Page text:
Over the years fishing’s place in my life has transformed itself many times. When I started I went to have fun and hopefully catch fish. Size and quantity were trivial. As I began to grasp the concept my priority moved to catching numbers. The more fish I caught the happier I was. Next, the pursuit of big fish captured my attention.
As my passion for the sport grew I started to become a student of the science known as angling. Reading. Observing. Learning. I wanted to know how every little aspect affected the water and its inhabitants, so I studied the moon, tides, and weather. The next phase in my progression had me eager to capture and share the stunning and exciting moments I experienced. Photography, cinematography, and writing were my creative outlets that allowed me to share my passion with others.
Recently, as my mind wandered, as it often does, I caught myself reflecting, where am I now? I still enjoy catching fish as much today as I did the first time I picked up a rod and reel, although my means have evolved. Instead of live or dead bait I now reach for a self-tied fly or a plastic lure. I’m still a student of the sport soaking up every piece of knowledge I come across. I still love taking pictures, shooting footage and writing about my angling experiences.
Fishing’s role in my life has matured into all those things, but most importantly, I value the friendships created along the way. Fishing is now more about the quality of the experience; everything else is ancillary. I’ve fished with many characters over the years. Last weekend was no different.
I spent a few days fishing around Rockport, Texas. Objective number one, have fun, which I figured wouldn’t be hard to accomplish considering the guys I was fishing with, especially Mickey and Brandon. When you put these two guys together it’s like mixing gun powder and fire. Together they’re a combustible concoction waiting to explode at the feeling of a bite and the sight of a good fish. I don’t think I have ever seen anyone dance and scream more at a sold-out rock concert than these two guys when they’re on the water catching fish. Their child-like exuberance is entertaining and contagious.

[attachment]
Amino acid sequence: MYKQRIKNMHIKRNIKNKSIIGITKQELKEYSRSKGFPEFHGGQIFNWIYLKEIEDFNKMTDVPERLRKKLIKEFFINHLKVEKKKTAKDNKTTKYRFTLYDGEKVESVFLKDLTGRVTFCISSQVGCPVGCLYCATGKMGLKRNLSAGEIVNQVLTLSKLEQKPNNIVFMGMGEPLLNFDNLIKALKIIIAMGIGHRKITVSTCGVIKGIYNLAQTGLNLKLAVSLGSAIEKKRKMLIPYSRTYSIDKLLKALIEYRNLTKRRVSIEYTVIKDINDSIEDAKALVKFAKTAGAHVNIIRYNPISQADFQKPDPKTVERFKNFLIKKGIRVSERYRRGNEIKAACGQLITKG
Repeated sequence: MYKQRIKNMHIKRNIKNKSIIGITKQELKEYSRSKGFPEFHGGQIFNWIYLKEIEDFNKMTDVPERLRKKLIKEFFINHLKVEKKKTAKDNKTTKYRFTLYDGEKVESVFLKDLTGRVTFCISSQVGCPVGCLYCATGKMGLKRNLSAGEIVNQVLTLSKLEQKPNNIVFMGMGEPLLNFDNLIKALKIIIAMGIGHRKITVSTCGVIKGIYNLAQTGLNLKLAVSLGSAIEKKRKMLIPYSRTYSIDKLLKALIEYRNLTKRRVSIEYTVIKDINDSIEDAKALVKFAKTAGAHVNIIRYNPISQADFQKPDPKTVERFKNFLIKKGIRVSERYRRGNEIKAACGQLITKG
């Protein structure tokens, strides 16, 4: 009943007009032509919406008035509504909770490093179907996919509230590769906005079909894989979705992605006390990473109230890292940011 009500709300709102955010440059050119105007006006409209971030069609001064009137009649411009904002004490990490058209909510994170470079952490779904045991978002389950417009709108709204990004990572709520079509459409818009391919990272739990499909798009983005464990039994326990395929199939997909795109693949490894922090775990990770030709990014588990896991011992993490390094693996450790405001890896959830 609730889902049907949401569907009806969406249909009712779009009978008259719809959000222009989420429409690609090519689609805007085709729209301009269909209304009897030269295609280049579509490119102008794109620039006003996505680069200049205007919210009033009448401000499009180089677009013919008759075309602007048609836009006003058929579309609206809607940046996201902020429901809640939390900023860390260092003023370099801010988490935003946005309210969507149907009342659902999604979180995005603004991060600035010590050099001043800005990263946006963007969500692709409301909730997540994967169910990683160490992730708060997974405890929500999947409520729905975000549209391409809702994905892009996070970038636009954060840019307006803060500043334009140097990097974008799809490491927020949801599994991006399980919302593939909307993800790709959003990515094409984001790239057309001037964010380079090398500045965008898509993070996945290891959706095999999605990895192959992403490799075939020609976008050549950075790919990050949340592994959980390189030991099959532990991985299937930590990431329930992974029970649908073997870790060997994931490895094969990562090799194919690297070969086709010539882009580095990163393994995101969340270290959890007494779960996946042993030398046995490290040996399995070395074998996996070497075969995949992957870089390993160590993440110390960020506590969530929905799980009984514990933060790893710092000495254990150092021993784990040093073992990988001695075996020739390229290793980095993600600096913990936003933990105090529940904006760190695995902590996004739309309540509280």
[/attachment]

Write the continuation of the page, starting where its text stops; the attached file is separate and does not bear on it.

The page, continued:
The weather wasn’t exactly ideal our first day in the area, but we made the best of the situation. The seven of us spread out trying different patterns and techniques. We all caught fish, but size was lacking. We focused on drop-offs and deep reefs because the north winds from the day before blew most of the water out of the shallows. Sunny skies broke through the clouds late in the afternoon and we started seeing bait activity on shorelines, so we changed tactics hoping for bigger fish. We found quite a few reds up shallow and Mickey landed a couple nice fish while sight fishing. We ran out of daylight quickly and we had a long paddle back, so we call it day not soon after the action started.
The previous day gave us high hopes for Sunday. The weather forecast called for warmer temps and clear skies. We figured we would find fish shallow earlier allowing ample sight fishing opportunities. Given the superb conditions Mickey and I left the conventional rods in the truck and decided to live and die by the fly. We fished a different location and we added one more to flotilla; Brandon’s dad joined us.
The eight of us spread out in smaller groups concentrating on different areas. We immediately started seeing fish, mostly low to mid-slot redfish cruising the shallows. We landed about 20 fish between the group. Mickey and I accounted for 7 of those fish on fly. Brandon’s dad put on a clinic landing 8 fish. Lures that caught fish were Gambler Flap’n Shad, TTF Hackberry Hustlers, Corky Devils, Skitterwalks, gold spoon flies, and the infamous Mardi Gras shrimp.
Good times. Good friends.